"No obstacles are insurmountable when God commands and we obey"
- - Heber J. Grant
April 22, 2010
Callings help us learn skills
by Orson Scott Card

The seminary teacher started the math lesson. "Let's say your average age is 16. How much time have you already spent in church meetings?

"Assuming your parents brought you almost every week of your life, and you've gone an average of three hours a week -- and assuming that activities and extras make up for sick days and traveling -- you've spent 2,496 hours, or 312 eight-hour workdays."

"Three years of seminary by age sixteen has to raise that total," said one of the kids.

"I'm three-and-a-half times your age. My callings have often made me spend a lot more than three hours a week doing church work. In my 56 years, it must have added up to the equivalent of five years of workdays attending meetings and doing church service."

"Being Mormon is a fulltime job," said one of the kids.

"Obeying the commandments certainly is," said the teacher. "But since we have to make a living and take care of our families, actual church work rarely amounts to a fulltime job. Still, it's a lot more than a hobby, isn't it?"

Later, my wife and I talked this over. We thought of all the callings we'd had. Ultimately, we always found out that someone else could do that calling just fine. Nor was there any pattern to the callings -- we just did what we were asked, went where we were needed.

You couldn't even call it a career. If we wrote out our church as a resume, it would look chaotic. "Brother Card, you've been an elders quorum president, a high councilor, a bishop's counselor -- but you've also taught every Sunday School class and a couple of Primary classes, sung in and led the choir, been chorister in priesthood meeting, taught the priests, and ... cultural arts director? In most wards that calling doesn't even exist!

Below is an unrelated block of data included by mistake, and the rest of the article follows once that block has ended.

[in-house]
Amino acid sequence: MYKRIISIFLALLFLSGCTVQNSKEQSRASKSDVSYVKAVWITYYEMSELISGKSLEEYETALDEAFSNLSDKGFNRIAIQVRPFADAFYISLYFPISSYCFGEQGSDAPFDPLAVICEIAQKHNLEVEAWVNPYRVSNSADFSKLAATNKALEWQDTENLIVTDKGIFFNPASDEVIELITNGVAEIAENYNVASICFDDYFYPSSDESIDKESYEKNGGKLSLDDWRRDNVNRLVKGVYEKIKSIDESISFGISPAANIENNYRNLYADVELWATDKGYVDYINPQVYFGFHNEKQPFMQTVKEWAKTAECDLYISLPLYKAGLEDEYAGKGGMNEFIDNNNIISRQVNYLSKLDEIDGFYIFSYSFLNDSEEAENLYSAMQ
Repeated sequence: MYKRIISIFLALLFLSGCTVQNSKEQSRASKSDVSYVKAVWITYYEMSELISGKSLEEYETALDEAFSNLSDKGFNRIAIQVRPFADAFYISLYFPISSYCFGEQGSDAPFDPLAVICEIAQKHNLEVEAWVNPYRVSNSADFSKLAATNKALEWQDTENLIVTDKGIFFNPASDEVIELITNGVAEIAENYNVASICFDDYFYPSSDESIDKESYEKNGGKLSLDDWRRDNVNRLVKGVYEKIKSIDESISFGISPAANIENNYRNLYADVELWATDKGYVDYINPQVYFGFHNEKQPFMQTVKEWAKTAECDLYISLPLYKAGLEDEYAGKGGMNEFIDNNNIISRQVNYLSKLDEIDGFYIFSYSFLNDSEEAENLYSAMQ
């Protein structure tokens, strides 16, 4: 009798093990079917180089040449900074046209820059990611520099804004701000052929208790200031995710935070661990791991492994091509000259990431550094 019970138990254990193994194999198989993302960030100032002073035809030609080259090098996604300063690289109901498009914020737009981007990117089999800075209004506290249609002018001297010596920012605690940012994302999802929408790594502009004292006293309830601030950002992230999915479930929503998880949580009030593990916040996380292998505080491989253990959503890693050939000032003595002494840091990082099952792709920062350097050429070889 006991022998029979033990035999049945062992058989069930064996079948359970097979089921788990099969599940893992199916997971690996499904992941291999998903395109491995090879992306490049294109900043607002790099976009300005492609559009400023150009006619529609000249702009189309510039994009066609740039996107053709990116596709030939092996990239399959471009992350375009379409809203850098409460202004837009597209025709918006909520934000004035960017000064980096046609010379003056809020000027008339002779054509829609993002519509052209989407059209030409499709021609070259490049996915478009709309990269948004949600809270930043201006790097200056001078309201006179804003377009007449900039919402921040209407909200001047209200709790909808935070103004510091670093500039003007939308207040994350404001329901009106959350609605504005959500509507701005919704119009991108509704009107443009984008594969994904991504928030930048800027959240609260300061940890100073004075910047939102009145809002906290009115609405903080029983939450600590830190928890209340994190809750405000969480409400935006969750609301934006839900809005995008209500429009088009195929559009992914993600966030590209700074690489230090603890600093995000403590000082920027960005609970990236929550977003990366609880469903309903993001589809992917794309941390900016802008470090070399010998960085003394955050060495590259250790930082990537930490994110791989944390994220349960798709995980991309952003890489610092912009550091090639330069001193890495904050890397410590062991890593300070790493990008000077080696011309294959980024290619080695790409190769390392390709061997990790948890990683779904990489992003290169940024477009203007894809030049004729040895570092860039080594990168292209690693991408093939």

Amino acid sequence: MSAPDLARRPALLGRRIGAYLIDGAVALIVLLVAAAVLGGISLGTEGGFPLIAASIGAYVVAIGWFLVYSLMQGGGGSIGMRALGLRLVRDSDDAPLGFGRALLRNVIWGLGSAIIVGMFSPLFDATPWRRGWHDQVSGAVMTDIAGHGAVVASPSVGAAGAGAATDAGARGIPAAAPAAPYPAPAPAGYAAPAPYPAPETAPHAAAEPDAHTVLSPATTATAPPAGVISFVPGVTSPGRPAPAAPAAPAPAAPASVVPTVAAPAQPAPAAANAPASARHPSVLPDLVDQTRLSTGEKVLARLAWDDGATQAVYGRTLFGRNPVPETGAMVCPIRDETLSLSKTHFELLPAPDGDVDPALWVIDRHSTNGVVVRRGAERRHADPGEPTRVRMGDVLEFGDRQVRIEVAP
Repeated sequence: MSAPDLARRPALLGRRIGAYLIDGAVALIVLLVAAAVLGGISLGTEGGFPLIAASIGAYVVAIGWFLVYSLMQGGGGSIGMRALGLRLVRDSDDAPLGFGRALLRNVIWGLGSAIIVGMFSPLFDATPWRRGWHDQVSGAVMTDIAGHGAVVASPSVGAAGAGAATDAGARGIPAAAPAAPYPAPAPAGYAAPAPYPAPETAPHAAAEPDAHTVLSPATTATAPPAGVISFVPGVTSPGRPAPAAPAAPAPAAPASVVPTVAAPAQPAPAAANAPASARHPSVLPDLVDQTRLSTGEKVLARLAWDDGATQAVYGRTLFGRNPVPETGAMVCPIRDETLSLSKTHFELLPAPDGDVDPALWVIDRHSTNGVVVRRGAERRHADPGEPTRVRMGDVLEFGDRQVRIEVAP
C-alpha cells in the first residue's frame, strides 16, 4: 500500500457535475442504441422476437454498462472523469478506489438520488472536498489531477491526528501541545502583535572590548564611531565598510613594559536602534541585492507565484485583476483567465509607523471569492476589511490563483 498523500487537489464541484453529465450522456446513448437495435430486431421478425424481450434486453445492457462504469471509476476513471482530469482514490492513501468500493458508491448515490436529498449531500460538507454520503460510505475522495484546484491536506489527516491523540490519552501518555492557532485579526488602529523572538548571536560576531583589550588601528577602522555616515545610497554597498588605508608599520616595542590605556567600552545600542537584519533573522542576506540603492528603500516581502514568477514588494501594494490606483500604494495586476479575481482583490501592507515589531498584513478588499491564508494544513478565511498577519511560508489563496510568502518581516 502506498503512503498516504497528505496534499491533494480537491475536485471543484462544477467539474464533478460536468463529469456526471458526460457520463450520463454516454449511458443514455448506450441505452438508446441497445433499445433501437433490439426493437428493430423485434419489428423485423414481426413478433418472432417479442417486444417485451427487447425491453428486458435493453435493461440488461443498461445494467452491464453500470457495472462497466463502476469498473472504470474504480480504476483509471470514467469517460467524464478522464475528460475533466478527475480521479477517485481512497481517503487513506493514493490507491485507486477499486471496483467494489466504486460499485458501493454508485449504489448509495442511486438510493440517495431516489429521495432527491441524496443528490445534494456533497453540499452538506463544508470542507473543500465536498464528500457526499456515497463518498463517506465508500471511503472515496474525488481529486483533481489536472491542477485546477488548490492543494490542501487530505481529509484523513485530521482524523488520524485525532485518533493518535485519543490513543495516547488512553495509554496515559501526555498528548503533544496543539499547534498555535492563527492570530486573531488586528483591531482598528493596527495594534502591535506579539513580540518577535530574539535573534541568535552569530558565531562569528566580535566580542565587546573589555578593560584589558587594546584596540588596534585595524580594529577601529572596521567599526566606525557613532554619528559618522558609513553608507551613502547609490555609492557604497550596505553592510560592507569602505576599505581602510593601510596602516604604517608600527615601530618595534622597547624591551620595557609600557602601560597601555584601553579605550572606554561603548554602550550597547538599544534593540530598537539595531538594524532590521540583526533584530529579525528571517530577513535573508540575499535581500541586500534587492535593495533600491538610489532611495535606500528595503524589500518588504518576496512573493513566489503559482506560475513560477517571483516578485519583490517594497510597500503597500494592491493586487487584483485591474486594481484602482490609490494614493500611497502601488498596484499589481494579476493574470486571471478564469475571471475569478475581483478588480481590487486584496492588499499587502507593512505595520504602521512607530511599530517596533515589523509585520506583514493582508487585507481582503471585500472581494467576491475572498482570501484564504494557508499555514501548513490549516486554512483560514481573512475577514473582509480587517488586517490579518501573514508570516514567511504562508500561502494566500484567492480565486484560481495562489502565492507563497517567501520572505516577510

"Brother Card, why can't you hold onto a job? Why do your callings shift from administrative to educational and back again? Do you call this a career?"

Obviously, the answer is no.

Yet the amount of time -- the years -- we spend in church service have a lot of benefits in this life, as well as rewards in the years to come.

It's long been a joke that we Mormons are a middle-class church.

That doesn't mean we proselytize only in the middle class. Far from it! It is often the poor who are the most receptive to a gospel that requires sweeping changes.

But there's no way to be an active Latter-day Saint without holding callings and fulfilling them.

Thank of the real-world skills that these callings confer on us.

1. Dependability. You soon learn that if you don't show up to do your calling, somebody else has to cover for you. If you don't even bother to warn people you're not coming, things get thrown into chaos.

2. Preparation. Once you've stood in front of a class or a congregation and run out of things to teach or talk about way before your allotted time is over, you catch on that it's better to prepare beforehand than try to wing it.

3. You learn how to get a meeting started, get through an agenda, and get home.

4. You've had the experience, at least a few times, of standing on your feet and speaking extemporaneously on topics that are very important to you and everyone present.